IAM RoadSmart response to Key Reported Road Casualties Scotland 2015 statistics

Independent road safety charity IAM RoadSmart has responded to the Key Reported Road Casualties Scotland 2015 statistics published today by Transport Scotland.

The 2015 provisional figures show there were 10,950 reported road casualties – 357 or 3% fewer than 2014 – the lowest figure recorded – of which there were 162 fatalities: 41 (or 20%) fewer than 2014; 1,597 people seriously injured: 107 (or 6%) fewer than 2014; and 9,191 people slightly injured: 209 (or 2%) fewer than 2014.

Neil Greig, IAM RoadSmart director of policy and research said: “It’s good news that the long term downward trends in deaths and serious injuries on Scotland’s roads continue but the figures are still far too high.

“With over three deaths a week it is essential that the Scottish government continues its successful partnership approach to road safety in which IAM RoadSmart plays an important part.

“Joint working and clear targets are clearly having a positive impact. Continued investment in better roads, plus recent suggestions that Scotland might finally introduce speed awareness courses and drug-driving laws mean the country is well placed to make further gains.”

BSB star Hickman special guest at IAM RoadSmart birthday party

British Superbike star Peter Hickman has been confirmed as a special guest at the IAM RoadSmart 60th anniversary bike party on 2 July at the National Motorcycle Museum in Birmingham.

Peter, or Hicky as he is better known, races this year for the JG Speedfit Kawasaki Team and currently stands eighth in the series with one win so far. By coincidence his race number is 60 in 2016.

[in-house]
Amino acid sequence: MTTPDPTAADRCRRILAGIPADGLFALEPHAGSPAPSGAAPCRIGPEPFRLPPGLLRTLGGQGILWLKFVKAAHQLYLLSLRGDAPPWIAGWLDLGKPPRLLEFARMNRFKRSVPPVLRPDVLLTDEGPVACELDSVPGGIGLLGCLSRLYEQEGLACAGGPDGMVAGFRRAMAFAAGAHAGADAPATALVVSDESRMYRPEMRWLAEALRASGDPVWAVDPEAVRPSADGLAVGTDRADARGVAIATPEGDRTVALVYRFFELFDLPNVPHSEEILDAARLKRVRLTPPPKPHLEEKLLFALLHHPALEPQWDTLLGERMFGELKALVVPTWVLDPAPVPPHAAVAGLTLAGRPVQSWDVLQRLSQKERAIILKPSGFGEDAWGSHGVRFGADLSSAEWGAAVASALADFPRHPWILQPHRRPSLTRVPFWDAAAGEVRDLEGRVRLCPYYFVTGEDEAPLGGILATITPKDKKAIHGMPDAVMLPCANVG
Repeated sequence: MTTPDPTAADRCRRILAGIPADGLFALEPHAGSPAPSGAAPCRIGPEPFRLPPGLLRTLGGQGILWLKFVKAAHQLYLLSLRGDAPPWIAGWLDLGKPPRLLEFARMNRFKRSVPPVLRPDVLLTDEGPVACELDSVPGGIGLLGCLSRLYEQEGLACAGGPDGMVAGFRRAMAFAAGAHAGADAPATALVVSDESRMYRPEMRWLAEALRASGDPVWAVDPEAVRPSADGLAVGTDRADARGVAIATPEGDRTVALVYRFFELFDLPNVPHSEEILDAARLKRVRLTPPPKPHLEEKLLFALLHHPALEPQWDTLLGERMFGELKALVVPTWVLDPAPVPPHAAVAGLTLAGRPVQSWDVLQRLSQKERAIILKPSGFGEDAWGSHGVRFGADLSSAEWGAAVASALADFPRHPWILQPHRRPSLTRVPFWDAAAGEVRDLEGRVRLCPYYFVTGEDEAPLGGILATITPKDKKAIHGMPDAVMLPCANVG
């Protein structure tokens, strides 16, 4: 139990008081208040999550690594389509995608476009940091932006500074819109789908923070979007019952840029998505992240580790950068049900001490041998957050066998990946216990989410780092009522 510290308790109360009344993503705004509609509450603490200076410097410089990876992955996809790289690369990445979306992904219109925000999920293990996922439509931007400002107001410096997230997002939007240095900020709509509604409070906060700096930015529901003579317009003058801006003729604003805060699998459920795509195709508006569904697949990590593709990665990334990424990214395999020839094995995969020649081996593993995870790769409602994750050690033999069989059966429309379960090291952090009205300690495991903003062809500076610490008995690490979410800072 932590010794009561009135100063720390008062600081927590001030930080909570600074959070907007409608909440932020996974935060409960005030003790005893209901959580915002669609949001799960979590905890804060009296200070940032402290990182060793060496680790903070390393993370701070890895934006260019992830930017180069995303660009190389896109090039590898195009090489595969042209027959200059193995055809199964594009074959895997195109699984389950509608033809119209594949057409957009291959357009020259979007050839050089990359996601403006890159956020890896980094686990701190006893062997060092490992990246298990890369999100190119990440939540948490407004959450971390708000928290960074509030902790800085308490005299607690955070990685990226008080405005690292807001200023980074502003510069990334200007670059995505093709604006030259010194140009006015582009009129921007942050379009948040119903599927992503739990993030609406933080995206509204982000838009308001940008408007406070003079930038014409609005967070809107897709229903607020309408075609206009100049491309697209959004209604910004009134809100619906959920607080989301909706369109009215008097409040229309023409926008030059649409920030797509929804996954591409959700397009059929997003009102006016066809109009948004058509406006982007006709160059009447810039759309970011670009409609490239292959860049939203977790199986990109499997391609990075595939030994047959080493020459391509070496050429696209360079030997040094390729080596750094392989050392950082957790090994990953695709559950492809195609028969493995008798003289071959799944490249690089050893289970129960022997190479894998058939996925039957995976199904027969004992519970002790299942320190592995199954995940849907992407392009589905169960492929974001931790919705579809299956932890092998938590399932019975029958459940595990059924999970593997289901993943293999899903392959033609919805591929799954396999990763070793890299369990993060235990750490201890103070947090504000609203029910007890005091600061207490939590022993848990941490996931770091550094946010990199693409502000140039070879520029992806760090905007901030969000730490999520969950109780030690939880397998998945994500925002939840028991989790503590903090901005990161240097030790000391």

Peter also raced at the Northwest 200 and Isle of Man TT this year. He scored two podiums at the Northwest and became the fourth fastest rider ever at the TT this year with a 132.465mph lap in the Superbike race.

Peter will be on the ‘Stars on Stage’ discussion panel which will take place three times during the day, alongside seven times Isle of Man TT winner Mick Grant. MC for the discussion forum will be Steve Plater, 2009 British Supersport champion.

The event is a celebration of all things motorbike, while also marking the 60th birthday of the Institute of Advanced Motorists, now renamed IAM RoadSmart.

Established in 1956, the Institute of Advanced Motorists introduced its advanced motorcycle test in 1976. By 1994 more than 250,000 had taken and passed the advanced test for drivers and riders. Today more than 400,000 have passed it.

Peter will be joined for the Stars on Stage sessions, which will allow visitors to put their questions to the guests, by Mick Grant. Mick won the fearsome Isle of Man TT race seven times in the 70’s and 80’s.

MC for Stars on Stage will be Steve Plater, 2009 British Supersport champion and twice Isle of Man TT winner.

During the funday there will be a slow riding skills contest, offering the chance to show just how good you are – but keeping the speed way down. This is being looked after by Birmingham Advanced Motorcycle Group.